It’s that time of year again. No, not the festive season – not merry Yuletide lights, perfume ads and mistletoe – but time to mark World AIDS Day once more. With many voices hailing the end of AIDS, there does seem to be cause for celebration or at least optimism on this first of December.
Just over a year ago, studies showed that putting people on anti-retroviral drugs (ARVs) as soon as their diagnosis is discovered – an approach called “treatment as prevention” or TasP – lowers their viral load so dramatically that they become largely non-infectious to their partners. On another front, evidence shows that male circumcision can significantly reduce the risk of infection, adding to a palette of biomedical options that includes the use of ARVs to prevent mother-to-child transmission of the virus and that old favourite, the condom. Altogether then, the tone of the AIDS narrative is shifting if not into a festive register then at least towards a more hopeful note.
Research groups at the London School of Hygiene & Tropical Medicine (LSHTM) are engaged in work on these and other developments in the HIV field, from every angle of public health, epidemiology to mathematical modelling, medical anthropology to health economics. If you think PopART means Andy Warhol, for instance, LSHTM has news for you. (For up-to-date information on a school expo for World AIDS Day, see the events page or email firstname.lastname@example.org. )
Thinking about condoms, though, is a reminder that, even with good news, it’s important not too celebrate too soon. Like the new prevention measures hitting headlines, the humble condom is also highly effective and yet, decades on, has failed to stem the tide of the epidemic. Research has identified many of the barriers that have blocked widespread condom use and these must be addressed if breakthrough technologies are to achieve anything like their potential to prevent transmission and save lives. One group at LSHTM was set up to focus on precisely these barriers. STRIVE, a DFID-funded research consortium within SaME, studies the ways in which people’s ability to protect themselves and stay healthy is limited by social and economic factors – by stigma, for instance, or by the few available choices for earning a livelihood within poor or marginalised communities.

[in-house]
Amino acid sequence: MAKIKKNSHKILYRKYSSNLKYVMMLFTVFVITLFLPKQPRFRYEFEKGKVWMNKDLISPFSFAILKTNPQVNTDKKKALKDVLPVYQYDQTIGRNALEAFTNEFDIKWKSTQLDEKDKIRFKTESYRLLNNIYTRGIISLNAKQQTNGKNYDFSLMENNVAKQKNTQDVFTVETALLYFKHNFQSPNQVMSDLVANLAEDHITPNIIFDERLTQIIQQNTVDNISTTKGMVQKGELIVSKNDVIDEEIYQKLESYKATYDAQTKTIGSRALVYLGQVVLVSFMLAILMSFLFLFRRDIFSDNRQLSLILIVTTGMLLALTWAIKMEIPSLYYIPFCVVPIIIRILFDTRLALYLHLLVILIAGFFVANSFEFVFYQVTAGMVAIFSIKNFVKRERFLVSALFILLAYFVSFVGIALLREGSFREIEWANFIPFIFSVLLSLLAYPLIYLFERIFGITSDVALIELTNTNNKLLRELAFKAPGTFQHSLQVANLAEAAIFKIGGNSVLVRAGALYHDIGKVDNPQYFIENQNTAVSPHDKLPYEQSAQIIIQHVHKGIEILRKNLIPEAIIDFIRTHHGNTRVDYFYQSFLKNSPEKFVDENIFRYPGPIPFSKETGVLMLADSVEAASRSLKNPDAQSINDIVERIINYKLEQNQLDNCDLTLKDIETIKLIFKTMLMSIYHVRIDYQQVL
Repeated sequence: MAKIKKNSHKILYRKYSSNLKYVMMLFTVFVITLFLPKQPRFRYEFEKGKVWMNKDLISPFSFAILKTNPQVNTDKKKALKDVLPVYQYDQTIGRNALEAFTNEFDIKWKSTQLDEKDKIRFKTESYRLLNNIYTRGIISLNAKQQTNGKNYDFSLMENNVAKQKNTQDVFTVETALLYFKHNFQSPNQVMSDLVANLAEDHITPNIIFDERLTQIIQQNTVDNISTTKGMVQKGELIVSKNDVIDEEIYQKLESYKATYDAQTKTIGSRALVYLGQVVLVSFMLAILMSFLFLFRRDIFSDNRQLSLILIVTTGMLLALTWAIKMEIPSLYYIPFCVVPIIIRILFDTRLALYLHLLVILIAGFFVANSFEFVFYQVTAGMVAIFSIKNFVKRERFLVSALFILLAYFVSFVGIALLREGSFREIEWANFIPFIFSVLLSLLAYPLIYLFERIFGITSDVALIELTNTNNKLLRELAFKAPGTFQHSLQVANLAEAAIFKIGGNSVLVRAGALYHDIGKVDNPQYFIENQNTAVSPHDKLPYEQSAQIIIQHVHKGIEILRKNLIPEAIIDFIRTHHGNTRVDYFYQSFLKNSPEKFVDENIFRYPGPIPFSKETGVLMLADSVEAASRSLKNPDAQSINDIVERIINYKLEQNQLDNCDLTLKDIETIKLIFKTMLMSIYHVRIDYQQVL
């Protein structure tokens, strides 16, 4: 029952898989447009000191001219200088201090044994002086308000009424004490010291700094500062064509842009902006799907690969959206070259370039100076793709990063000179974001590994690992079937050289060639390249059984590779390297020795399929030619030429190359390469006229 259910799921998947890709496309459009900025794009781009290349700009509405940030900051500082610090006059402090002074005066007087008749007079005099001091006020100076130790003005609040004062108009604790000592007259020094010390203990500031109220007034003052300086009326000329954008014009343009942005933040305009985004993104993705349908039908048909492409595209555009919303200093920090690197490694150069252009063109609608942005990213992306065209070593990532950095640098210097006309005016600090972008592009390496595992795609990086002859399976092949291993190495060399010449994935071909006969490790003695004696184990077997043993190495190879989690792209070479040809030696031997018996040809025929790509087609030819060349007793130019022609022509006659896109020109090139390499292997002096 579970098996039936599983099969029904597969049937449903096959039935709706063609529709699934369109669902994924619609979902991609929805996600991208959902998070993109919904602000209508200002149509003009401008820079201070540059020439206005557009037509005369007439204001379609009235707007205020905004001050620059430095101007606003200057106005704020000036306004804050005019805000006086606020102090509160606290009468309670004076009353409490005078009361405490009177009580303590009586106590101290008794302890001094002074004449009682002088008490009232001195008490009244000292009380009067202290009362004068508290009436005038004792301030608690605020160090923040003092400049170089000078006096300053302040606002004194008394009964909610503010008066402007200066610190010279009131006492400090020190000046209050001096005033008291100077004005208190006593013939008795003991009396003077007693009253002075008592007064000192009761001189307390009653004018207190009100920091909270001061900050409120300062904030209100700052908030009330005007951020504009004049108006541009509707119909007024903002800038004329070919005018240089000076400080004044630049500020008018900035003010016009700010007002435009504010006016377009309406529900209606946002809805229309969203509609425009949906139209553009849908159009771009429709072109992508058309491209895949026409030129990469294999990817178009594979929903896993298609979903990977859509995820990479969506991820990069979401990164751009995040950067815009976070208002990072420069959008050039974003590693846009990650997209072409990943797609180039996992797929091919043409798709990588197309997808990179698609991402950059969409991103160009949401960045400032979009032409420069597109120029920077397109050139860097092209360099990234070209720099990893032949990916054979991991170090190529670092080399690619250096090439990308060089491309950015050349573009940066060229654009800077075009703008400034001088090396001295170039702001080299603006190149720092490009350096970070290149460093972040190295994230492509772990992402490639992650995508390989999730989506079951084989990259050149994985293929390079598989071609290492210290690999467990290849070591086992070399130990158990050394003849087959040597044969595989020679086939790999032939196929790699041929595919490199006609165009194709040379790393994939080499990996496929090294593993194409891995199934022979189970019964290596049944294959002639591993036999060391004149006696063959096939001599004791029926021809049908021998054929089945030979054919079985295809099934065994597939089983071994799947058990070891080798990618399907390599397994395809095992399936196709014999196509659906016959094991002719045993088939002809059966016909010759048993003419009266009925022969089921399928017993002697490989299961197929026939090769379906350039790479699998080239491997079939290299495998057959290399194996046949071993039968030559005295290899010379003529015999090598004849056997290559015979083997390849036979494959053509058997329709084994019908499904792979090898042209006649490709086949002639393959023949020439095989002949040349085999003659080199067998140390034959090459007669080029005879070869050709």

With partners in India, South Africa and Tanzania, STRIVE evaluates promising programmes that address these structural factors, for example by taking steps to reduce domestic violence or to regulate the advertising and availability of alcohol. Unlike biomedical or behavioural measures that target individuals, such interventions are designed to make change at the level of the structures that shape people’s choices. Laws and policies are structural factors in this way, as are social norms, and systems such as those to ensure and encourage access to credit and education. STRIVE partners evaluate interventions that address this structural or upstream level and the consortium draws attention to programmes that are successful in reducing risky behaviour and thus HIV vulnerability.
This all sounds good, but aren’t these interventions expensive? – an urgent question in a global recession as HIV funding shrinks. Economists within the STRIVE team work with multilateral stakeholders such as the World Bank and World Health Organisation to analyse the implications of reduced global spending on HIV (read more). Intervening upstream to reduce HIV vulnerability, they point out, invariably yields overlapping benefits for many other development and health outcomes and thus could arguably be financed across sectors (read more). Girls stay in school, boys learn new and less violent ways to grow up as men, communities take on the challenge of curtailing problem drinking, and social entitlements, microcredit and health services are better targeted to reach those who can most benefit from them.
So, even though the end of AIDS may not, sadly, be coming up around the next bend, STRIVE and other LSHTM research groups are working to map the most effective routes to move in that direction. And that’s encouraging news in any season.
Contributed by Annie Holmes, Director of Research Uptake & Influence, STRIVE Research Consortium, London School of Hygiene & Tropical Medicine
Disclaimer: STRIVE is supported by UKaid from the Department for International Development. However, the views expressed do not necessarily reflect the department’s official policies.